Speed Racer is not so much an adventure film as a parody of adventure films. the story becomes a spectacle (and the spectacle becomes the story). it’s about spectacle – in this case. pretentious and disastrous cinematic train wrecks I’ve ever seen. If Speed Racer were simply a children’s movie intended to be eye-catching in the same way as. This time the mess is not so much addressed as embodied by the film itself – but damned if it doesn’t roll around in your head a while. This movie is not about story. but all the . This is a movie children may enjoy. However. but it is not a movie made for children to appreciate. ridiculous. But I doubt it. and a use of Freudian symbolism so homoerotic that the whole thing plays like a gay porno. Speed Racer takes these elements and extrapolates them to a ridiculous degree. it is as though the Wachowskis brainstormed ways to make a film that was so jarring and violently colourful as to be unwatchable. I see this film not as a straightforward (if somewhat over-the-top) adaptation of a Saturday morning cartoon. This brings me to Speed Racer. action so intense that only children raised on modern. that the performances are supposed to be caricatures. and that the overwhelming excess of character and plot is supposed to mimic the sense of alienation and cynicism that we all feel when watching 24-hour cable news. We’re plunked down in the middle of an apocalyptic mess. “Chicago Tribune”) Of course. It goes without saying that most viewers are going to look at this film like a children’s action adventure flick – one a little too heavy on the CG effects and oversaturated colours. (Michael Philips. and a little low on restraint. It satirises not only the cartoon on which its based. the consensus of most critics is best summed up by low-brow populism poster-boy Richard Roeper (of “Ebert & Roeper”): “One of the most confusing. the latest from the Wachowskis. I’m pretty sure Southland Tales isn’t even supposed to make sense. Tron. It’s no secret that films of the last decade have relied more and more heavily on fancy graphics and quick cutting. this is another film too smart for its own good. It’s a satire of an adventure movie. the movie features a plot no child could understand. but one that adheres closely to the conventions that it uses (and then carries to illogical extremes). rather. But instead. then it would have a simple plot and visceral action. for example. fast-cutting video could stomach it.” Perhaps there’s some truth to that.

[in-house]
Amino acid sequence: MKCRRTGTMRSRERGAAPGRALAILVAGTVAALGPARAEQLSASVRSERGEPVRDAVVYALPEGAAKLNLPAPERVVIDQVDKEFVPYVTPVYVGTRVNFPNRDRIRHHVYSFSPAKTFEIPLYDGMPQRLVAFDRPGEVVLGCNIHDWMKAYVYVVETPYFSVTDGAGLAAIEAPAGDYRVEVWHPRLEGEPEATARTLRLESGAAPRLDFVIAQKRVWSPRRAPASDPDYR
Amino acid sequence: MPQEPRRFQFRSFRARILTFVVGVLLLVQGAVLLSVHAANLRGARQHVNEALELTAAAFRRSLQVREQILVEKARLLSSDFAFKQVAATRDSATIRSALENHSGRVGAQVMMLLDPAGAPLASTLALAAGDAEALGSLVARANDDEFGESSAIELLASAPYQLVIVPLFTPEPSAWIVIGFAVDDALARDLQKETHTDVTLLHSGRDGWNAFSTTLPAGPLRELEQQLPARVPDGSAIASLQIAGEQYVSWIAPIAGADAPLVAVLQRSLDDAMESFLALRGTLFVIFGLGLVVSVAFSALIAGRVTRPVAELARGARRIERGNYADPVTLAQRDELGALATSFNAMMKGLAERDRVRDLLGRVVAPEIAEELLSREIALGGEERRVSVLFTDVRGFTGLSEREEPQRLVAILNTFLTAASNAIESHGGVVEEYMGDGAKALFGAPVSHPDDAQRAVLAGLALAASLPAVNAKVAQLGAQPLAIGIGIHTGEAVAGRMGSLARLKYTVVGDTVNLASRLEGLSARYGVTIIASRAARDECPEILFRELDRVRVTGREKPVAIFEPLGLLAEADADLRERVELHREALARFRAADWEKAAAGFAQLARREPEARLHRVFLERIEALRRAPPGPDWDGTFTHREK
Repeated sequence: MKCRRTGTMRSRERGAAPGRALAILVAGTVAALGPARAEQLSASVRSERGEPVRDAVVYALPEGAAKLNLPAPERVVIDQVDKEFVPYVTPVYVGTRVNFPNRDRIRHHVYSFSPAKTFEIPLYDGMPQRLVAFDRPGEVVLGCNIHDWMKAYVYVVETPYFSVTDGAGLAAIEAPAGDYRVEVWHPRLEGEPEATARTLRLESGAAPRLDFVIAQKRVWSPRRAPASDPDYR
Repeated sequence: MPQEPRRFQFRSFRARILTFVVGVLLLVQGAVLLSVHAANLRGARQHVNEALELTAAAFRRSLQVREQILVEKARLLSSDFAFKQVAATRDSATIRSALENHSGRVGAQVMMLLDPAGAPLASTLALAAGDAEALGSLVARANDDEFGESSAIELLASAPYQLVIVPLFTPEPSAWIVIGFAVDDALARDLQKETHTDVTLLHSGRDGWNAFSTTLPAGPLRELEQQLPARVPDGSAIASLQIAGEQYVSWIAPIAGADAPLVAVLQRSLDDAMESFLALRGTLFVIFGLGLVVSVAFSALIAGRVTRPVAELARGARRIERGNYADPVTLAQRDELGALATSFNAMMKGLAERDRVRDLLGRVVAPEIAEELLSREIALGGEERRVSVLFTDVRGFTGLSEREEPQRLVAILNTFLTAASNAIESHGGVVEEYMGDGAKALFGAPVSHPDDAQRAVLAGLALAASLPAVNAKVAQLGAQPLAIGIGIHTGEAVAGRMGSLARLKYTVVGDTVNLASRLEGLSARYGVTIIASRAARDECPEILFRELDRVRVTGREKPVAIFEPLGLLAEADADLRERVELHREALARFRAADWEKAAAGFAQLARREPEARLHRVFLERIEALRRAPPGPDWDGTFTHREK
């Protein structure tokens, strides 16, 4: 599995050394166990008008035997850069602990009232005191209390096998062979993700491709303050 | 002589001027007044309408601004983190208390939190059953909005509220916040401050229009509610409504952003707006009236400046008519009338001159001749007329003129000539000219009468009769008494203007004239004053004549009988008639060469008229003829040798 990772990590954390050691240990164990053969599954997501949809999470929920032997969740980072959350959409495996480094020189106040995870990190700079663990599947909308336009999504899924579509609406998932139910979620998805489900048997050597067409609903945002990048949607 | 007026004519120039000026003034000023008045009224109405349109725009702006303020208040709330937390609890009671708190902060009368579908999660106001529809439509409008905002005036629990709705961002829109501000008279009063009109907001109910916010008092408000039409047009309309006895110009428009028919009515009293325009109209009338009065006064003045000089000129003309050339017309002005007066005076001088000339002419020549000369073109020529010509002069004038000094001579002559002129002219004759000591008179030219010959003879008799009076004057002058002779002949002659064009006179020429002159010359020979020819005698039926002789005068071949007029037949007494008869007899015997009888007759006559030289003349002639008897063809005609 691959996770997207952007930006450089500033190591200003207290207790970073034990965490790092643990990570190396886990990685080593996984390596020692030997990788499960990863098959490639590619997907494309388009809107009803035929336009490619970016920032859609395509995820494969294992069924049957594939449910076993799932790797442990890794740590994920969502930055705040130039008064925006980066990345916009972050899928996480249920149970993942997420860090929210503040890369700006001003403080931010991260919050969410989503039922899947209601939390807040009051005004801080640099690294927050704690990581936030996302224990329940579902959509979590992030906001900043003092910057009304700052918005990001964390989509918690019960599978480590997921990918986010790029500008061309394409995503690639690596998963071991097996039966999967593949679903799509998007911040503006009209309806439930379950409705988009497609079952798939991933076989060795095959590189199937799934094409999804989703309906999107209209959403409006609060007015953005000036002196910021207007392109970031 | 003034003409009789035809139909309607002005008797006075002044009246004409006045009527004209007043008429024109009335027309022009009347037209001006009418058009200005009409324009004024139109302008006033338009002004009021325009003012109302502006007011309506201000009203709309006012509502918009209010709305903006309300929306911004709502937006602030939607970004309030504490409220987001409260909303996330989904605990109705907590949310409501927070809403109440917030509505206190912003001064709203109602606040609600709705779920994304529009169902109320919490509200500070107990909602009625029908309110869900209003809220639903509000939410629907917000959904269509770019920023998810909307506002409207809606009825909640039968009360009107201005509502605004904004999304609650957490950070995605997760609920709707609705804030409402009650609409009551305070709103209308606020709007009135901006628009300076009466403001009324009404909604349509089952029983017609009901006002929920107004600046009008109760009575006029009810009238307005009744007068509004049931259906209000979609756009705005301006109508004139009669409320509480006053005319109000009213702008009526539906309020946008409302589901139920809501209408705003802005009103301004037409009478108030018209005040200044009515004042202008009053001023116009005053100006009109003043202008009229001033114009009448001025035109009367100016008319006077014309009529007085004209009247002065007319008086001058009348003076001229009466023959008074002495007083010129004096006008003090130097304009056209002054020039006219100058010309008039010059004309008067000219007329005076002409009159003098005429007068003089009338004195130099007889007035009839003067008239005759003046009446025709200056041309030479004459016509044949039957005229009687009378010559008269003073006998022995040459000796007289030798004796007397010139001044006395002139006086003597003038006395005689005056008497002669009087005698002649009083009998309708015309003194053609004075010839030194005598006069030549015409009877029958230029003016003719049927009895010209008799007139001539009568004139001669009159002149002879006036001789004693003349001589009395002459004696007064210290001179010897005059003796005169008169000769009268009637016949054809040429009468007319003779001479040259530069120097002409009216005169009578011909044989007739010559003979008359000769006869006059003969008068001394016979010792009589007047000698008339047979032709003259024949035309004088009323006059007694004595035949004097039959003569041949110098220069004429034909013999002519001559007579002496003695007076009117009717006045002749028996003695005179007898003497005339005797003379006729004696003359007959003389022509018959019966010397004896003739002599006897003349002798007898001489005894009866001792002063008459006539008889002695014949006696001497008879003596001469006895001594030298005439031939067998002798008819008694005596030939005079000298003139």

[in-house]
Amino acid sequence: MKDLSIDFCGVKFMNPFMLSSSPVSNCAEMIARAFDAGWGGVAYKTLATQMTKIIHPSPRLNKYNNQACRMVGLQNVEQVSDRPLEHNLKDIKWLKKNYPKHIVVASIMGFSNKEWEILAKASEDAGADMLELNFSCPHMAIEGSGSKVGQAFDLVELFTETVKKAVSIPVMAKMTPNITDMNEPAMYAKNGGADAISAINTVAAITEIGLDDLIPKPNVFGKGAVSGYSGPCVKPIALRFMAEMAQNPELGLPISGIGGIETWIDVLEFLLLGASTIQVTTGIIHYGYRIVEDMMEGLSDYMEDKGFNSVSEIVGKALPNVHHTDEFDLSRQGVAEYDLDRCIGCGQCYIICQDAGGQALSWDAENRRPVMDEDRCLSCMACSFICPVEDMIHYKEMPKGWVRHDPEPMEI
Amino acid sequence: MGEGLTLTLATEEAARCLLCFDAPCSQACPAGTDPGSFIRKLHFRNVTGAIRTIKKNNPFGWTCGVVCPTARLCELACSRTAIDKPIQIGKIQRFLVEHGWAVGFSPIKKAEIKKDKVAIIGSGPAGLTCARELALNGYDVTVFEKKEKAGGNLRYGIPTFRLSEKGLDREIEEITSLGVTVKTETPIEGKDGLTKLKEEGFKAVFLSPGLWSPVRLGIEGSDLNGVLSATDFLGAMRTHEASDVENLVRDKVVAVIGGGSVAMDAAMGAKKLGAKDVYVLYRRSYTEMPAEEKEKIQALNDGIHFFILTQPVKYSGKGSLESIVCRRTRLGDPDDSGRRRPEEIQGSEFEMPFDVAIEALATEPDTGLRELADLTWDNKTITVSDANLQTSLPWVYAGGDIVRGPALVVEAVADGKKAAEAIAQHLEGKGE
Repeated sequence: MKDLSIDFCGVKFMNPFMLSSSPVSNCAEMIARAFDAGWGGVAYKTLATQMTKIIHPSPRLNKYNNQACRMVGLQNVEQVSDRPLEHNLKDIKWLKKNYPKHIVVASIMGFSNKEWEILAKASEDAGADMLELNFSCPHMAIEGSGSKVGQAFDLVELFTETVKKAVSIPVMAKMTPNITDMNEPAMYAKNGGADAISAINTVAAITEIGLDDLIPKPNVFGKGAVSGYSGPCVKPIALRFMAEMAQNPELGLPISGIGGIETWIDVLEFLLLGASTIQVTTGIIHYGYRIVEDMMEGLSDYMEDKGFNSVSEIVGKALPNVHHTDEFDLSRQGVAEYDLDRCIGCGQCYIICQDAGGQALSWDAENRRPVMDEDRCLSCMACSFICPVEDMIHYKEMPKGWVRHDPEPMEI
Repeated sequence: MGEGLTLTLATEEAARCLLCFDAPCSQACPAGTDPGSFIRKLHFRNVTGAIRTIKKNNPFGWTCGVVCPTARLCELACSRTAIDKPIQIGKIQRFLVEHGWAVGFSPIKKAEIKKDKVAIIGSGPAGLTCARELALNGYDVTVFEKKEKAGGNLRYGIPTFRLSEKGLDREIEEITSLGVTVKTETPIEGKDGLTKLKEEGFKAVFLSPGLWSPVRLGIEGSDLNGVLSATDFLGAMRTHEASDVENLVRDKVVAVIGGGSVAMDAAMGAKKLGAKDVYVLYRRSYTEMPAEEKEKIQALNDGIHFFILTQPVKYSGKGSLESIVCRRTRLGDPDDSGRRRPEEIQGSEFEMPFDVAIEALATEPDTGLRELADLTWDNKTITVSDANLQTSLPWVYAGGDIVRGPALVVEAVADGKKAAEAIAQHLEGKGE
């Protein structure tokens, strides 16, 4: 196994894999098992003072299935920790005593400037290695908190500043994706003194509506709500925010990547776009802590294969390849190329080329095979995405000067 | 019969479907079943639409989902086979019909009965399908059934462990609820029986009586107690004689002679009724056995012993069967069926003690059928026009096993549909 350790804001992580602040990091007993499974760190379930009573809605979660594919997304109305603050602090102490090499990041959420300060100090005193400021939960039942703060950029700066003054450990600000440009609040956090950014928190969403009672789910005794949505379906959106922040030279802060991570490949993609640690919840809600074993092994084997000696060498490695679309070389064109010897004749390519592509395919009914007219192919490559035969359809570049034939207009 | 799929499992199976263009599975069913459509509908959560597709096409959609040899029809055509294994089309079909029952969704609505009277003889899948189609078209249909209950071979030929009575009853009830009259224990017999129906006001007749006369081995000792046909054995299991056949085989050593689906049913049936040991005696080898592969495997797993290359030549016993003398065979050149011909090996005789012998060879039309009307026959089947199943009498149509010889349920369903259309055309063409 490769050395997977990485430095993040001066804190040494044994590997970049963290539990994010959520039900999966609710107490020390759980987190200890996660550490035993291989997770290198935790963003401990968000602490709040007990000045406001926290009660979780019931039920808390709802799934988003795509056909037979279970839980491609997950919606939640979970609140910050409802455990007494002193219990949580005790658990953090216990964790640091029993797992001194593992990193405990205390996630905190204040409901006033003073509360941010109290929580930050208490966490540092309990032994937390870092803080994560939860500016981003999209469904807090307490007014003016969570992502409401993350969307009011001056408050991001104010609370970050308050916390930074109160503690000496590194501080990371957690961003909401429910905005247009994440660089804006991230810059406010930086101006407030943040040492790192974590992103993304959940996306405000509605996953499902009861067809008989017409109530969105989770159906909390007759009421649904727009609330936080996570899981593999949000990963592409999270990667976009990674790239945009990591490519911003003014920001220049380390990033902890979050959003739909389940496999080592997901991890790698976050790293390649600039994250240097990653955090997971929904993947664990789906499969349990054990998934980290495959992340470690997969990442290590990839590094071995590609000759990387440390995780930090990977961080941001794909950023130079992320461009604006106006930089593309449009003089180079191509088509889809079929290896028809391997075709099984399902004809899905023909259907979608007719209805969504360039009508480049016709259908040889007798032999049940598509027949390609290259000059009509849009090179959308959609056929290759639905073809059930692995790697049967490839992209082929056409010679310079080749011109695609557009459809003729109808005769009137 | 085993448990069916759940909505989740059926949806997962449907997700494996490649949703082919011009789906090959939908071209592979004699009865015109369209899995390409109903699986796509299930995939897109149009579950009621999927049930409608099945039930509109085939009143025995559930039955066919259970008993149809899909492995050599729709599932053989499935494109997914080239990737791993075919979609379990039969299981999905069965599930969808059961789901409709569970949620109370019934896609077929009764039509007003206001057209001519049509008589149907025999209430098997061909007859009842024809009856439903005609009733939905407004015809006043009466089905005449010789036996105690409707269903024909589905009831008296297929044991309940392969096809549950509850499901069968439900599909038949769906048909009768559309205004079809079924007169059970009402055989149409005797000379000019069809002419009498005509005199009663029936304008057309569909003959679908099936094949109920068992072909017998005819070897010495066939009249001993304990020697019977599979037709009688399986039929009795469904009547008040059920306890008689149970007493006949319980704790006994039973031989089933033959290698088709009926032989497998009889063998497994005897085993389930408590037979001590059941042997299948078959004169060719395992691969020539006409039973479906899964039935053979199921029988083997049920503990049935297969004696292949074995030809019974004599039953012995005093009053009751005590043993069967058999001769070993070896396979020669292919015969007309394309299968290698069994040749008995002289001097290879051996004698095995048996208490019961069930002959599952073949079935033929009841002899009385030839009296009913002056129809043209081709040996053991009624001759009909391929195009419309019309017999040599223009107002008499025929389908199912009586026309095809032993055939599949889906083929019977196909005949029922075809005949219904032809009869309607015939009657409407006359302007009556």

but it is so far beyond the bounds of what could reasonably expected from a movie of this genre that it’s impossible to take it seriously. but its genius lies not in its success as a genre film. and they hyperbolise them to the extent that they become inescapable. And if that were the case. . it’s impossible to be too excessive. as examples of post-modern genre self-referentiality. it could pass itself off as simply a very extravagant example of modern CG excess. If it were a little more subdued. The only way to fully understand the egregiousness of the visuals and the campiness of the homoeroticism is ironically. the overwhelmingly convoluted and overcomplicated storytelling of Southland Tales. it appears that they did. I could be wrong. or as an attempt to draw attention to the excessiveness to the exclusion of all else. instead. and appreciate the films ironically. it uses these conventions to draw attention to the filmmaking itself. in fact. they draw attention to themselves through their obviousness. How is it possible that critics are missing the point (Rotten Tomatoes gives Speed Racer the same abysmal score as Southland Tales – 35%)? From scanning their reviews. They take conventions. whether it’s the intentional pretentiousness and precious art-film quality of Inland Empire. and thereby demolish the genre they exemplify. But its flashiness is not excessive – as a satire of excessiveness. see Speed Racer as an earnest attempt to make a really good flashy racing movie. causing the viewer to question these genre conventions and making it impossible to watch the movie without a sense of detachment. but as a film that explodes its genre by carrying it to such an extreme that it becomes absurd. You can’t make a satire by accident. Speed Racer is enjoyable as a racing movie. Instead of just using the conventions of the genre to entertain. All these films share this in common. But I think these directors are too skillful to not know what they’re doing. or the visual assault of motion and colour of Speed Racer. or as a visual delight. The effect is that the films cannot be appreciated as examples of genre.action movies of the past 10 years. the critics would be correct to write the film off as excessive dross. they have to be watched as experiences of overwhelming overstimulation – experiences of filmmaking – the viewer has to let go of attachments to the familiarities of convention.
This action might not be possible to undo. Are you sure you want to continue?
We've moved you to where you read on your other device.
Get the full title to continue listening from where you left off, or restart the preview.